Teacher ac­cused of as­sault re­signs

Wal­ston al­legedly slapped 11-year-old

The Covington News - - Front Page - By Michelle Kim

A Mid­dle Ridge El­e­men­tary school teacher ar­rested for al­legedly as­sault­ing a stu­dent has ten­dered his res­ig­na­tion, ac­cord­ing to the New­ton County School Sys­tem.

Samuel Wal­ston, 43, of Litho­nia, a fourth grade teacher at Mid­dle Ridge El­e­men­tary School, was ar­rested on Feb. 9 and charged with sim­ple bat­tery mis­de­meanor. He was bonded out the same day for $1,000.

He al­legedly slapped the face of one of his 11-year-old stu­dents in a school bath­room on Feb. 5, which was wit­nessed by two other stu­dents, said Inves- tiga­tor Sharon Ste­wart of the New­ton County S h e r i ff ’s Of­fice. The stu­dents then went to school ad­min­is­tra­tors, who made the de­ter­mi­na­tion to call the Sher­iff’s Of­fice, said Ste­wart.

Ac­cord­ing to the stu­dent’s mother, the stu­dent had gone to the bath­room af­ter look­ing for Wal­ston and be­ing un­able to find him.

Wal­ston had come look­ing for the stu­dent and al­legedly grabbed the stu­dent by the shirt, lift­ing him against the wall, and slapped him with an open hand.

Ste­wart said there was no men­tion of the stu­dent re­sist­ing.

Wal­ston told the NCSO the stu­dent had been pulled from the class­room to­wards the end of the day to keep him from dis­rupt­ing the class, said Ste­wart. Wal­ston said he had only used two fin­gers to keep from bump­ing into the child, who backed away on his own ac­cord and made self-con­tact with the wall. Af­ter that hap­pened, Wal­ston said he asked the stu­dent if he needed to see the nurse, which the stu­dent turned down.

There were no vis­i­ble marks on the stu­dent.

Wal­ston turned him­self in on Satur­day to the NCSO.

Dr. Steven What­ley, su­per­in­ten­dent of New­ton County Schools, said he wasn’t able to dis­cuss the specifics of the case. “It’s a per­son­nel mat­ter,” he said. “We’re aware of the ar­rest re­port. We’re co­op­er­at­ing with law en­force­ment.”

He said Wal­ston, who was in his first year of teach­ing for the New­ton County School Sys­tem, had ten­dered his res­ig­na­tion.

Mid­dle Ridge El­e­men­tary School Prin­ci­pal Karen Crow­der de­clined to com­ment, di­rect­ing ques­tions to Pub­lic Re­la­tions Di­rec­tor Sherri Viniard, who de­flected in­quiries to What­ley.

A call to Wal­ston’s phone num­ber was an­swered by a male re­fus­ing to give his name, who claimed it was a shared dorm phone, even though the num­ber was listed in the phone book as a South­west­ern Bell mo­bile num­ber.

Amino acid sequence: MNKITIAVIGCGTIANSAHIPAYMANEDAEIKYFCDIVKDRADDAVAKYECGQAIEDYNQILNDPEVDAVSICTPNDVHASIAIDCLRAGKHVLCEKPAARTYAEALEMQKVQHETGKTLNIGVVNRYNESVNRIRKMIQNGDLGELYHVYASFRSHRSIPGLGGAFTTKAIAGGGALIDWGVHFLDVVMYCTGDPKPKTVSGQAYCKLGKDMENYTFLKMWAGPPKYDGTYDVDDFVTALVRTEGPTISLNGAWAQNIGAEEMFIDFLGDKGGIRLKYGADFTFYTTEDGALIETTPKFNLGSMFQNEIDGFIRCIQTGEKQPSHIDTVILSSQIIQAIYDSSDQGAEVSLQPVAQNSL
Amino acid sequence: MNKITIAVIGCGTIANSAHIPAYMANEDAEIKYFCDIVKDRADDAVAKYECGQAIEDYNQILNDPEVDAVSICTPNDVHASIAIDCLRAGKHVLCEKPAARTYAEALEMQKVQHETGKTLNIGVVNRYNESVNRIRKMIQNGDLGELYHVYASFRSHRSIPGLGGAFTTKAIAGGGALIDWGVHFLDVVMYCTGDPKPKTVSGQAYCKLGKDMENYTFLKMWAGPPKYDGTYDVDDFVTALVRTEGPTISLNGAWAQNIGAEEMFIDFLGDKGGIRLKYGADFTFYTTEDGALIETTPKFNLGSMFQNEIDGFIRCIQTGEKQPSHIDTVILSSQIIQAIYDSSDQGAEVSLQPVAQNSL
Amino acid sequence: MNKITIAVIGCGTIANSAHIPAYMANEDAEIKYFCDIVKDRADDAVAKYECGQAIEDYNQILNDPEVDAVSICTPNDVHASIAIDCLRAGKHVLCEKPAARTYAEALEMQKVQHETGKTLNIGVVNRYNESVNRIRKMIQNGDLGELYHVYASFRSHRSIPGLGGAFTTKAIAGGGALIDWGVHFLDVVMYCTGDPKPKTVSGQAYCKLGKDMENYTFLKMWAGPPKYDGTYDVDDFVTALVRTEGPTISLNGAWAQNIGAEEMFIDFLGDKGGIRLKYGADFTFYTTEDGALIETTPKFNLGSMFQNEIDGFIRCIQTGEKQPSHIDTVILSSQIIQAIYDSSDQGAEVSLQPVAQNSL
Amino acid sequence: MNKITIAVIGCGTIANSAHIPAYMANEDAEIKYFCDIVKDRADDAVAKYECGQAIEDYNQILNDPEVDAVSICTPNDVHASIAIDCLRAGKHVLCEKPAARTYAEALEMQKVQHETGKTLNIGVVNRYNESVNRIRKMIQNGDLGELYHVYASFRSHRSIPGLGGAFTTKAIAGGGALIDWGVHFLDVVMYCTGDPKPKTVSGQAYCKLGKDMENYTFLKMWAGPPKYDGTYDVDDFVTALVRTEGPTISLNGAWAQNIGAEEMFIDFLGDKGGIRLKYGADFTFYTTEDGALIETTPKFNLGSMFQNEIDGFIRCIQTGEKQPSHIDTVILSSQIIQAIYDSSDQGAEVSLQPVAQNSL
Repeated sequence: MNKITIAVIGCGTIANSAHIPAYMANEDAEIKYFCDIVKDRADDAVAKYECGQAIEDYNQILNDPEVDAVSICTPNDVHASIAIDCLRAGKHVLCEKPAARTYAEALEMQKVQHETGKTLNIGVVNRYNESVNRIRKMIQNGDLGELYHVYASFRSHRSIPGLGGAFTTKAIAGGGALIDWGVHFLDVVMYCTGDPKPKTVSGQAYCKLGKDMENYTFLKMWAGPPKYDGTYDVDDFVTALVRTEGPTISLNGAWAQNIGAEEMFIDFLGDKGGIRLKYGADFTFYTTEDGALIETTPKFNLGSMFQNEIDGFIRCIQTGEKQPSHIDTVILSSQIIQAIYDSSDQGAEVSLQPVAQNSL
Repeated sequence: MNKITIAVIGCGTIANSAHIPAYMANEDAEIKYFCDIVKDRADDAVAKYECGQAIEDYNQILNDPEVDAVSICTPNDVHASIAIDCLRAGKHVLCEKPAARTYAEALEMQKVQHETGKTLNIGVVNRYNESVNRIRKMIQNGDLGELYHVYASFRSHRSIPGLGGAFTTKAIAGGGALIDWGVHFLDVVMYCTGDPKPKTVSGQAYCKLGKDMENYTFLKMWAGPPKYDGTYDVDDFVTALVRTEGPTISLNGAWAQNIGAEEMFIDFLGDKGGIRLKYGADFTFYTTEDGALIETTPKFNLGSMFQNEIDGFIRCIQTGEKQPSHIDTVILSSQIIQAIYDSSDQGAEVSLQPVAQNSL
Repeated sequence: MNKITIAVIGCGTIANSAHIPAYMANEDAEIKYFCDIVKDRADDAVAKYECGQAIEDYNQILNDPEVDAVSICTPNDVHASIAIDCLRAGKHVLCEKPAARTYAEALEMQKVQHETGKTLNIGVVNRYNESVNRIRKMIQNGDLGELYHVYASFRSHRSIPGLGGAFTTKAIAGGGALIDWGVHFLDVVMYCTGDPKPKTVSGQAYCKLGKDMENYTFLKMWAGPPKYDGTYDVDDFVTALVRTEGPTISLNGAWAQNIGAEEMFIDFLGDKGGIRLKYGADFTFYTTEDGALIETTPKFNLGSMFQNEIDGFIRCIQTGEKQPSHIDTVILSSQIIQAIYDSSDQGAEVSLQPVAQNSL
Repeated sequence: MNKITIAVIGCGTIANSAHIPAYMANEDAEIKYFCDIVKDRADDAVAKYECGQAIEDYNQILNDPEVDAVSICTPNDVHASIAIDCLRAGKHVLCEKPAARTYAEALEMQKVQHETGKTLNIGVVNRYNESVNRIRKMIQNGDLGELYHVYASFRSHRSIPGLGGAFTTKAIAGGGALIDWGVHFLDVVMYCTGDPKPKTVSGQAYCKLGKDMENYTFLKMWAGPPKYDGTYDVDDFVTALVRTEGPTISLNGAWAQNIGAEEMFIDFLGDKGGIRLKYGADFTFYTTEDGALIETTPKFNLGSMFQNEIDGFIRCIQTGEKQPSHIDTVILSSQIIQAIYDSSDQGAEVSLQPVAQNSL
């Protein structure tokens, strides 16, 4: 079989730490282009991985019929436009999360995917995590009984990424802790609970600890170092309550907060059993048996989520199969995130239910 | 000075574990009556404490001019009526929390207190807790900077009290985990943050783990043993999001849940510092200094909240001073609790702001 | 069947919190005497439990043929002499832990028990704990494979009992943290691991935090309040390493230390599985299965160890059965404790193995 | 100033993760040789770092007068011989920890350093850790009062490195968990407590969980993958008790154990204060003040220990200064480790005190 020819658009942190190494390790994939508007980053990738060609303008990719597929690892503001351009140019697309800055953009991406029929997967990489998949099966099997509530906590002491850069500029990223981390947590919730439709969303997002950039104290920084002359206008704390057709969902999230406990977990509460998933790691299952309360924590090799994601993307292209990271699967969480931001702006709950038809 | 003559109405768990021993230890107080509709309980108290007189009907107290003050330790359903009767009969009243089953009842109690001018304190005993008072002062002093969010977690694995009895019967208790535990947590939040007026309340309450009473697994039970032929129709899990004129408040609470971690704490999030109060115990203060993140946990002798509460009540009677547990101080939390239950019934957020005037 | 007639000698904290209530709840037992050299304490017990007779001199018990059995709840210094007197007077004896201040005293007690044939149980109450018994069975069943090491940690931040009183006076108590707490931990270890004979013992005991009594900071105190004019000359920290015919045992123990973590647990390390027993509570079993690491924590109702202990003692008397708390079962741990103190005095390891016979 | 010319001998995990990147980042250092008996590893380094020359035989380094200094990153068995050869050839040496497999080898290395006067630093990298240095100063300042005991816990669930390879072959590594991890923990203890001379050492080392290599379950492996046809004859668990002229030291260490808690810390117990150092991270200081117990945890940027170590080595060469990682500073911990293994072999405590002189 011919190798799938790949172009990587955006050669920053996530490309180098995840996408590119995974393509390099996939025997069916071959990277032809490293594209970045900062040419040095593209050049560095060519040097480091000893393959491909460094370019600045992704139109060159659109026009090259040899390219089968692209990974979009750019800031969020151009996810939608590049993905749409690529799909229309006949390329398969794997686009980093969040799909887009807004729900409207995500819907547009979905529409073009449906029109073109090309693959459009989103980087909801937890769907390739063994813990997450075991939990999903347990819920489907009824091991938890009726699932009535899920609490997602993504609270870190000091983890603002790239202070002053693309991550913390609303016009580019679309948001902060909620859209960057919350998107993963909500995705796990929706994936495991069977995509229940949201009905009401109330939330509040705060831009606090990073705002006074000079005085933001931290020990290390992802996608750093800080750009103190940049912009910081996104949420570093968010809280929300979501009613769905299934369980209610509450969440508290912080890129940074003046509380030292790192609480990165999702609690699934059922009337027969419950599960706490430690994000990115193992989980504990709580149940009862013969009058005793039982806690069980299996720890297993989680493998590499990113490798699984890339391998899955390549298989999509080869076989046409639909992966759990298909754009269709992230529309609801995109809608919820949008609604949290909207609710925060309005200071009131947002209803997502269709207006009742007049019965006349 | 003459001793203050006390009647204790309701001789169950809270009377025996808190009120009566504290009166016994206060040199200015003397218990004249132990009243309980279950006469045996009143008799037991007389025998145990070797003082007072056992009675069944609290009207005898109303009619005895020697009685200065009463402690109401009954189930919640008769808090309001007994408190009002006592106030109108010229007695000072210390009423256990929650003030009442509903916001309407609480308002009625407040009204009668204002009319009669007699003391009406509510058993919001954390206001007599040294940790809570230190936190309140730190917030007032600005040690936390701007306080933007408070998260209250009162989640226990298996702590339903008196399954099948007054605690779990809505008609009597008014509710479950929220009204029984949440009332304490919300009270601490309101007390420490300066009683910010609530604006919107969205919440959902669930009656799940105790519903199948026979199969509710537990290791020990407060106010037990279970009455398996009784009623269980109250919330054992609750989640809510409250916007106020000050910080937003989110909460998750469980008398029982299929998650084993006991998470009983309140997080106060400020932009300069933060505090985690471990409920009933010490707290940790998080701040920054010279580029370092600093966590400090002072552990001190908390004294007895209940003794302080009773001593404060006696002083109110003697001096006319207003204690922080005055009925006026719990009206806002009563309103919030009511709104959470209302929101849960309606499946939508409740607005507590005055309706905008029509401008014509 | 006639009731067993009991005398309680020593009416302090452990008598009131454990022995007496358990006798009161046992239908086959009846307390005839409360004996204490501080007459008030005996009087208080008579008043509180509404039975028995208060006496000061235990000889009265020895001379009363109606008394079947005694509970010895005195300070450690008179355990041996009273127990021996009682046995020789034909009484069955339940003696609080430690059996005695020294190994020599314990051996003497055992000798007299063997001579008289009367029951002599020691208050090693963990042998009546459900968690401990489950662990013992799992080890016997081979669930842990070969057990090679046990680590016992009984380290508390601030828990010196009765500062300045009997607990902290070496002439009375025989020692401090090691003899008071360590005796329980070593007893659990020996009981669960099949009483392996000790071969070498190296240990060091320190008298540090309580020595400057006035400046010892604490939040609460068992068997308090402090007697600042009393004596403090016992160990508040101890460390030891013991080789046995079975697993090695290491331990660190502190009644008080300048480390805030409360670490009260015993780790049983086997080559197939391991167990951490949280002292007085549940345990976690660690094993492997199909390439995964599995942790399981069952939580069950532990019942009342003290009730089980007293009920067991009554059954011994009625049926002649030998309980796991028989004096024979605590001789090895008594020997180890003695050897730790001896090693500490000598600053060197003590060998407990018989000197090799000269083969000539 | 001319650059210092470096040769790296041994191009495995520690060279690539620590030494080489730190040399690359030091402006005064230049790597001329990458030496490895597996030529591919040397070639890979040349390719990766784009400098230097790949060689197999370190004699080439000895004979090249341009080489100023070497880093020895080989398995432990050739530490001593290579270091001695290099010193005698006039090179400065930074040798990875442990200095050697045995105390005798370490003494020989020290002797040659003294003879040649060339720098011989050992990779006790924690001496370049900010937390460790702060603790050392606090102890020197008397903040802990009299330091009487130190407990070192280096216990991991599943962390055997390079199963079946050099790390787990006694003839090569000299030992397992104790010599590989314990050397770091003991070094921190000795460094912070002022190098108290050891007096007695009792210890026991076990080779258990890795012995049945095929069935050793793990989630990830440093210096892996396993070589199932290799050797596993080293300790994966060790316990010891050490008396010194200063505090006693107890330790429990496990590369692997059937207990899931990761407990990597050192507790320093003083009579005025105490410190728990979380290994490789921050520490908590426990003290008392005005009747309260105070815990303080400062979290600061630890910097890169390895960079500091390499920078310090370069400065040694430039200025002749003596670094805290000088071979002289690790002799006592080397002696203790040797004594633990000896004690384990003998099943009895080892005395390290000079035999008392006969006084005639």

Wal­ston had pre­vi­ously taught first grade in Hamp­ton, Va., and had been em­ployed by the Hamp­ton City Schools di­vi­sion from Au­gust 1999 to June 2006. He earned a bach­e­lor’s de­gree in ac­count­ing from Nor­folk State Univer­sity, Va., in 1998.

The mother of the 11-yearold stu­dent said her son was di­ag­nosed with at­ten­tion deficit-hy­per­ac­tiv­ity dis­or­der and ob­ses­sive-com­pul­sive dis­or­der and is con­sid­ered a spe­cial needs child. She said she was con­cerned that he had to be trans­ferred out of Wal­ston’s class, which was for spe­cial needs stu­dents, to a reg­u­lar ed­u­ca­tion class­room.

Orig­i­nally, she had looked for­ward to hav­ing Wal­ston as her son’s teacher.

“I was glad he had a male teacher be­cause he had never had a male teacher,” she said.

But now, she said her son had ter­ri­ble night­mares of be­ing locked in a trunk by his teacher.

She said she still had not heard back from school ad­min­is­tra­tors about the in­ci­dent. “It’s frus­trat­ing more than any­thing,” she said.

The case is still un­der in­ves­ti­ga­tion by the NCSO and a court date has not been set.

The New­ton County Schools’ pol­icy on cor­po­ral pun­ish­ment, which was last re­vised in 1991, states that it would be con­sid­ered ap­pro­pri­ate “only in cases of ma­jor in­frac­tions of school rules and pol­icy and only af­ter con­sid­er­a­tion of other al­ter­na­tives.” It goes on to say cor­po­ral pun­ish­ment must be ad­min­is­tered by the prin­ci­pal, as­sis­tant prin­ci­pal or prin­ci­pal’s de­signee in a private space out of view of other stu­dents with at least one other adult school em­ployee present. Par­ents can pro­hibit the use of cor­po­ral pun­ish­ment for their child but must do so in writ­ing.

The school sys­tem pol­icy also states, “A teacher shall have the author­ity, con­sis­tent with board pol­icy, to man­age his or her class­room, dis­ci­pline stu­dents and re­fer a stu­dent to the prin­ci­pal or his de­signee to main­tain dis­ci­pline in the class­room.”

School poli­cies can be viewed on the school sys­tem’s Web site, www. new­ton­coun­tyschools. org/poli­cies.


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